With several Penticton proposals attracting the attention of many in the community, one thing remains clear: the City of Penticton needs housing.
From the BC Housing proposal on Skaha Lake Road, to the affordable housing complex on Main Street, to the Spiller Road mega-housing project, there are multiple developments being proposed this year.
The need for housing of all kinds was laid out in a study for the City of Penticton that was completed in 2016 by Urbanics Consulting.
Urbanics updated their study at the request of the city and Canadian Horizons, the developer who is seeking approval for a controverial housing development on Spiller Road on the Naramata Bench.
The Spiller Road development, Vinterra, proposed to build a 300-plus single detached home development. The 2020 update that Urbanics completed did not break down the impact or need for supportive and adaptive housing in the community.
Based on the updated report, the city needs 16,682 dwellings for 2021, including single-detached and semi-detached homes, apartments and moveable homes. By 2026, if the city maintains the growth rate seen in previous years, that number would increase to 17,632, and then to 18,669 in 2031.
That is based on the construction of properties staying in line with the average of 63 new single-detached homes built per year from 2010 to 2019.
Vinterra would provide over 300 such properties, according to the developer’s proposal for the subdivision.
The report from 2020 points to Spiller Road, as well as Upper Wiltse and Columbia Heights, as areas to accommodate the city’s future growth.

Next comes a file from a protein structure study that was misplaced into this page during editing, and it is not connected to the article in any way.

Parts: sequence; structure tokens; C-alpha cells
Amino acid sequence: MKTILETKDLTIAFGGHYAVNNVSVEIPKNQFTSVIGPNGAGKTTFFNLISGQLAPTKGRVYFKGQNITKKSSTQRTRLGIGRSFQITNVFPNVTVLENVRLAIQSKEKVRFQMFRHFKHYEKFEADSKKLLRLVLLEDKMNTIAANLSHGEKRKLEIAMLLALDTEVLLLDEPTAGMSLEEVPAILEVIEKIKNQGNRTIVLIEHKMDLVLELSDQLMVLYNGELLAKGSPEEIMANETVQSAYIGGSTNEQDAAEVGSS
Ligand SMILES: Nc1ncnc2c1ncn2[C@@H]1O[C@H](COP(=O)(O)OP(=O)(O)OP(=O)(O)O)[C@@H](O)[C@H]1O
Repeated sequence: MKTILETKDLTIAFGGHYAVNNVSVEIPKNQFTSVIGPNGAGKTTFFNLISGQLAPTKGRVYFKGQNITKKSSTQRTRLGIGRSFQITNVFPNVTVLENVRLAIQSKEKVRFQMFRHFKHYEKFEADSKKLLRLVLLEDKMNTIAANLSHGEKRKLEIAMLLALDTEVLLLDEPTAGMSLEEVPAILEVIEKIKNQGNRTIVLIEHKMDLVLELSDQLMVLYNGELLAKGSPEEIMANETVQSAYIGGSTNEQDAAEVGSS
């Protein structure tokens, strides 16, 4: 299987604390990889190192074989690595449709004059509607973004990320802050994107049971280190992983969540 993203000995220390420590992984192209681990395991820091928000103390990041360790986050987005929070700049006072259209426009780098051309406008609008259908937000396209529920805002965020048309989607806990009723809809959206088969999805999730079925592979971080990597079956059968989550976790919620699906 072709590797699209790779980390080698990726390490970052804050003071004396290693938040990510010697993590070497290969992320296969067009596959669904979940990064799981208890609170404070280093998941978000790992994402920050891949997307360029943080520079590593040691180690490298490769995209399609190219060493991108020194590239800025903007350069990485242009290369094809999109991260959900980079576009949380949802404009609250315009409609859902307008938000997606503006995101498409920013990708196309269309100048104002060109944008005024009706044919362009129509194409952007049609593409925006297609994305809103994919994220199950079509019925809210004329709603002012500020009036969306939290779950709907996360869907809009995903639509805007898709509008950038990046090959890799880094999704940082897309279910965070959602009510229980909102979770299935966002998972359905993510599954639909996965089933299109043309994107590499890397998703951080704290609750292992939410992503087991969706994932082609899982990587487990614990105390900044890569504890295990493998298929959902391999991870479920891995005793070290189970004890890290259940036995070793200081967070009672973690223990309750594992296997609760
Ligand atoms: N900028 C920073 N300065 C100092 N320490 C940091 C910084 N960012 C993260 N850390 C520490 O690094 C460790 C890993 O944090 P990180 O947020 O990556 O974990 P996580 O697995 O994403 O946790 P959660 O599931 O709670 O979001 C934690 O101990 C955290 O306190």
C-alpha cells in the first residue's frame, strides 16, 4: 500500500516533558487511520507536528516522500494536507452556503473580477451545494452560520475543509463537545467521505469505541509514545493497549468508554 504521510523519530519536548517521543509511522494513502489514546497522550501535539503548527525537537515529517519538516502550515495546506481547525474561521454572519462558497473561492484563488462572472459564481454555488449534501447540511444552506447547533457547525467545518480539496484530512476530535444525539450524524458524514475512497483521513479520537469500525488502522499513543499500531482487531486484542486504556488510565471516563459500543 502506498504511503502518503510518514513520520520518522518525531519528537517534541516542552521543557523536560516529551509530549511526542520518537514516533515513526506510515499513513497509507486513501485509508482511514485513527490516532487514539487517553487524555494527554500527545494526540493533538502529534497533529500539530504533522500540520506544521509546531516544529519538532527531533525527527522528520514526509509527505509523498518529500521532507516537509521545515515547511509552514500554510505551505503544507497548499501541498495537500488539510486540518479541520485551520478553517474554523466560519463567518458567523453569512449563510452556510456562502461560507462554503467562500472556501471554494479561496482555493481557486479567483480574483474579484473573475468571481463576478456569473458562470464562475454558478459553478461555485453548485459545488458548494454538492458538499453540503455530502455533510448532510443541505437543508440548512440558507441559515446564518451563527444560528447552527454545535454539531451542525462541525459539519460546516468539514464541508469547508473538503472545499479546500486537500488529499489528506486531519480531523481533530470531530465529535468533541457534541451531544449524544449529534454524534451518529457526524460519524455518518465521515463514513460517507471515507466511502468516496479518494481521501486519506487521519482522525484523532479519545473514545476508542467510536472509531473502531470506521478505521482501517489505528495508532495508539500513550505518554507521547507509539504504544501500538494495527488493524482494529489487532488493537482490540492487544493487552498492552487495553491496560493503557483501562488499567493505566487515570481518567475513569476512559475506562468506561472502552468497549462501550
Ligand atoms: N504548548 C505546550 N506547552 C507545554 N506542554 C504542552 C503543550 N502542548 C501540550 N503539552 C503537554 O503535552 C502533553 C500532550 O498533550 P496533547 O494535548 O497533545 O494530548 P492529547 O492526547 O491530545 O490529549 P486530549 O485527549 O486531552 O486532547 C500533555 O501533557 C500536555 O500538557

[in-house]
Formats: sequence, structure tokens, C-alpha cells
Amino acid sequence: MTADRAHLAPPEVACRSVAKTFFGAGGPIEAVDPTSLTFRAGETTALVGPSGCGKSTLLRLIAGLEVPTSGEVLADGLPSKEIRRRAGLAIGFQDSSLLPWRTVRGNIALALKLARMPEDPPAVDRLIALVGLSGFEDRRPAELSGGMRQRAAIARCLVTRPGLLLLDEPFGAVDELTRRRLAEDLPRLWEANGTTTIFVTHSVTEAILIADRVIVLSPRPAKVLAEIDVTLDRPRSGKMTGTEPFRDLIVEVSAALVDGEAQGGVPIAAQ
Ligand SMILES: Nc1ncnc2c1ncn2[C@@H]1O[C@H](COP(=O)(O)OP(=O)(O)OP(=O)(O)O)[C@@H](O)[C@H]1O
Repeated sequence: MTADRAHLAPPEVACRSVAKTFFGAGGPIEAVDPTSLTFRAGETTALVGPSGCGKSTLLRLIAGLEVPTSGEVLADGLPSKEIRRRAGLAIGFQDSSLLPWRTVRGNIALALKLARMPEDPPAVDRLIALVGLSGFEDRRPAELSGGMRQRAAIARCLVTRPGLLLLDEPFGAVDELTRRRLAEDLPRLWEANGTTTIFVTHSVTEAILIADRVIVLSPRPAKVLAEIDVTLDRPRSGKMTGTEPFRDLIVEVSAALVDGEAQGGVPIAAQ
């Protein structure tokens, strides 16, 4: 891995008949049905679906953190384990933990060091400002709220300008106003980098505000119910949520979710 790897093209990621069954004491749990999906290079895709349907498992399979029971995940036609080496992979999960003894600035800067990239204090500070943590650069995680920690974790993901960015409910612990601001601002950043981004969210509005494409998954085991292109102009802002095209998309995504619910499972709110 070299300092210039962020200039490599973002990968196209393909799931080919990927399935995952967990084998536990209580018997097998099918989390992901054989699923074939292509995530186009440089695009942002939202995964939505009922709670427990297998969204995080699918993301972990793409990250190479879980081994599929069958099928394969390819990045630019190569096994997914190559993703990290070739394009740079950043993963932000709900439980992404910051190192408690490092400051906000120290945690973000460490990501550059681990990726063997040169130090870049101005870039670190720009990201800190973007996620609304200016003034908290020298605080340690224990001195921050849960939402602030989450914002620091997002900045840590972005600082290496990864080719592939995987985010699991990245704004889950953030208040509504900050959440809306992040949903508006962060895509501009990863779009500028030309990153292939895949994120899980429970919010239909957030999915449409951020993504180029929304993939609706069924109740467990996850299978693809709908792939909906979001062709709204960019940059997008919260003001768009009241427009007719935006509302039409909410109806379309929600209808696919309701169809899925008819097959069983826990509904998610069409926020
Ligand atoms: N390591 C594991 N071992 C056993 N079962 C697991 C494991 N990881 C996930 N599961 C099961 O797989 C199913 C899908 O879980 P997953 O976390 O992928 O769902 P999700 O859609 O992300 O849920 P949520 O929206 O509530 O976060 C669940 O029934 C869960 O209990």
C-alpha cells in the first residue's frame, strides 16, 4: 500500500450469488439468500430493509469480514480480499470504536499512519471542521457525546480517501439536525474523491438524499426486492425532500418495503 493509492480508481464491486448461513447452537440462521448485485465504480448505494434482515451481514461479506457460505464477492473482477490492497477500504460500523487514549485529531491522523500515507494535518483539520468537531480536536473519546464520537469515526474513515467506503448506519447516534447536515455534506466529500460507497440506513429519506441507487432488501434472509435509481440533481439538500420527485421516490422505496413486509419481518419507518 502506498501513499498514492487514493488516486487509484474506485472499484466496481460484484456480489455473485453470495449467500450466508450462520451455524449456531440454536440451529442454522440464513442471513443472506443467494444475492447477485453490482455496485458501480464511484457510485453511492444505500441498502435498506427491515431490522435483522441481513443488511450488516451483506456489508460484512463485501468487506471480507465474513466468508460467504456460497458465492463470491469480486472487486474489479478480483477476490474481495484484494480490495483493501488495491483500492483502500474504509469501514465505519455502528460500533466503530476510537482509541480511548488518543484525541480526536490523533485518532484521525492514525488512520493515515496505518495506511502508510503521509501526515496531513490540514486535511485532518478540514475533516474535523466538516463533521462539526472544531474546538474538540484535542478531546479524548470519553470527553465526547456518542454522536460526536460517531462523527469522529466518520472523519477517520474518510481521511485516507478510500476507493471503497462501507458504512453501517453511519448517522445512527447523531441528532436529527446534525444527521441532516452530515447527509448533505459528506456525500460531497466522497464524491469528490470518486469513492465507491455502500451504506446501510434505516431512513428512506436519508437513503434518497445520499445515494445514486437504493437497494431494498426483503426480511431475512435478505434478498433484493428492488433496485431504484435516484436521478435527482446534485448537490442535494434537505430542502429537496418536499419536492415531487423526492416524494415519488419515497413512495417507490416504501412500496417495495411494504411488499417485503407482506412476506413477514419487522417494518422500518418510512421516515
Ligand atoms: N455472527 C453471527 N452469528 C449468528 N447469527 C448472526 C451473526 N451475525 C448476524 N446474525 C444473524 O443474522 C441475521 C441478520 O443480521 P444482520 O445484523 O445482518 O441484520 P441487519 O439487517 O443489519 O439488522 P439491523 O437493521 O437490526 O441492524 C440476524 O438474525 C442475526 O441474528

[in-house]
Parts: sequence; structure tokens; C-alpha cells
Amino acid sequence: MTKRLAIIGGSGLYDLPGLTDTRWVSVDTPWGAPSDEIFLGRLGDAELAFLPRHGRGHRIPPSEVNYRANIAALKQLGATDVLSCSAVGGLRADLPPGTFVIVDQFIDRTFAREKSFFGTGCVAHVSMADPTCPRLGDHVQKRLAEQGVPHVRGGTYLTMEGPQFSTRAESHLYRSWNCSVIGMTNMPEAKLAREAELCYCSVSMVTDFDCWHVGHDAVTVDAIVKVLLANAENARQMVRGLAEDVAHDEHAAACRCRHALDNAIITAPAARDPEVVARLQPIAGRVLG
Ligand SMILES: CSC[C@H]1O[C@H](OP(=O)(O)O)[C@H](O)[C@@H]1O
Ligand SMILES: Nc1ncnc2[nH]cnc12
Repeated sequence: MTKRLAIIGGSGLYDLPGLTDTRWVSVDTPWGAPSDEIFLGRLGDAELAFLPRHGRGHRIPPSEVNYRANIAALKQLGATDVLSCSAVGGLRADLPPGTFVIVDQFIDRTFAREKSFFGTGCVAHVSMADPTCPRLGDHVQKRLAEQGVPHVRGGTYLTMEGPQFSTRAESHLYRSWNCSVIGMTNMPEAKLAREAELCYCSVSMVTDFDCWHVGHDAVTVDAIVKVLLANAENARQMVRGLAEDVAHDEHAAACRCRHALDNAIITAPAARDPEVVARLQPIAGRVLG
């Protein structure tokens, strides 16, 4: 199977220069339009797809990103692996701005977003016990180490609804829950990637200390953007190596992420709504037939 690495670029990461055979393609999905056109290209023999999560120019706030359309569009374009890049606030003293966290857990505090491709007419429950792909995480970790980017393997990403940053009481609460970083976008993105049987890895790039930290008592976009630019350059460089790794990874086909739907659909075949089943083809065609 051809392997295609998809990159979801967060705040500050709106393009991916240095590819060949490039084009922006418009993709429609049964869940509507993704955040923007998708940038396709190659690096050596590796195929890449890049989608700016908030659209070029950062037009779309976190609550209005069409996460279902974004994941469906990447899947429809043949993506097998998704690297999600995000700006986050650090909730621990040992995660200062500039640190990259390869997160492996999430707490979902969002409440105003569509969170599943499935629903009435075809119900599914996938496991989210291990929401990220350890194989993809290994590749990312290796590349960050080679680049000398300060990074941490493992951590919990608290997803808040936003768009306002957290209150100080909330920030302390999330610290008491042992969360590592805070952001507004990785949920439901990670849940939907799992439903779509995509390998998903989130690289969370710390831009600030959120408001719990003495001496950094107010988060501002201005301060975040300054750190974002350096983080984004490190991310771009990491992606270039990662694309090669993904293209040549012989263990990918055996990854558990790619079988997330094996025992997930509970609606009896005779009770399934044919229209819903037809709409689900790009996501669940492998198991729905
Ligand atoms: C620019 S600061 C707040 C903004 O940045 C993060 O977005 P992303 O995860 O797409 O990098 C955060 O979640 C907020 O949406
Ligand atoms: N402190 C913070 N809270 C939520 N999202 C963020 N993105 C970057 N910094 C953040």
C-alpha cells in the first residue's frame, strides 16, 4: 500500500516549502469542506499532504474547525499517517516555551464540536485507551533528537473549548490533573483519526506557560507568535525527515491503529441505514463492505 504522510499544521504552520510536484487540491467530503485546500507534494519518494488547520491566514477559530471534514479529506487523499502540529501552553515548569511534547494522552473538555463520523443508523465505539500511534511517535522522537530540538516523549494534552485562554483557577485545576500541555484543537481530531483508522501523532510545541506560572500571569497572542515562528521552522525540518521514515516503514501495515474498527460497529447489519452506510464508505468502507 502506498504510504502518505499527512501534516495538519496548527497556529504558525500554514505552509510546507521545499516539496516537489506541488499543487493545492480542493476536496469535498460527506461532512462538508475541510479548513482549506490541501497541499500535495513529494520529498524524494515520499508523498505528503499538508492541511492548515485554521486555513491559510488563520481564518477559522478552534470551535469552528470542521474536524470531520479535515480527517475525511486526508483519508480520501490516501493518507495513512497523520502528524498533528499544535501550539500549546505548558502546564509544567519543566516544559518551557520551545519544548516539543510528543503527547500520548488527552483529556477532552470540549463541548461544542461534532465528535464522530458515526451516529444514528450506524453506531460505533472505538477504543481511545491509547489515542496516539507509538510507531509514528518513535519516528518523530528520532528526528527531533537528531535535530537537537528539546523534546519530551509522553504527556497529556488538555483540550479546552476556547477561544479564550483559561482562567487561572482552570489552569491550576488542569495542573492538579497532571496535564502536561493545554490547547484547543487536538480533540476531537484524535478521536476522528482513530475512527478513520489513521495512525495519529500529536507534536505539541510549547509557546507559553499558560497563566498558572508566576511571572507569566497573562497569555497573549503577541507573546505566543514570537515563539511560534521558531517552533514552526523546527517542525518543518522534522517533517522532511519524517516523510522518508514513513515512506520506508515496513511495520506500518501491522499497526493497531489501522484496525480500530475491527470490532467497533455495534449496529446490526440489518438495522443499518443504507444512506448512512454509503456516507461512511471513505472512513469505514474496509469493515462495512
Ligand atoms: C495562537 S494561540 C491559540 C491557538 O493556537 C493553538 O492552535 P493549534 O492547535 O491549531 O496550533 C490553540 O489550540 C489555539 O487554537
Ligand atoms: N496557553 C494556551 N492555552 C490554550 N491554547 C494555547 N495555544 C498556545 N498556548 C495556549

That report also noted the number of property sales in 2020 had been much higher than the 10-year average.
According to the B.C. Real Estate Association, the South Okanagan was the fastest growing market in the province, seeing a 32.7 per cent increase in the number of sales in 2020 compared to 2019.
The need for supportive and affordable housing is also a necessary consideration when considering support or opposition of projects in the community.
Based on the 2016 report’s projection, the city would need to add an average of four residential units of family and senior housing and 11 units of emergency, supportive and transitional housing every year from 2016 on. The report noted that those numbers were assuming the need for non-market housing is not further heightened by declining affordability and rise in homelessness and substance abuse.
Burdock House, on Winnipeg Street, was completed and opened only in 2019, and provided 62 units of supportive housing. Given the five years since 2016, that more than meets the average needed growth, assuming the numbers of those who are homeless and at-risk of being homeless did not grow.
The Skaha Lake Road location would provide 54 units, per the press release from the province from Dec. 15, 2020.
The affordable housing complex by M’akola Housing on Main Street would provide, per their most recent public proposal, 28 units for seniors and families.
In 2019, the Backstreet Apartments opened and added 40 new affordable homes, with three for families.
The city’s next housing needs assessment will be conducted as part of the 2021 census, which will provide an update to the needs and supply of housing in the community.
The 2016 report is available from the shapeyourcitypenticton.ca website.
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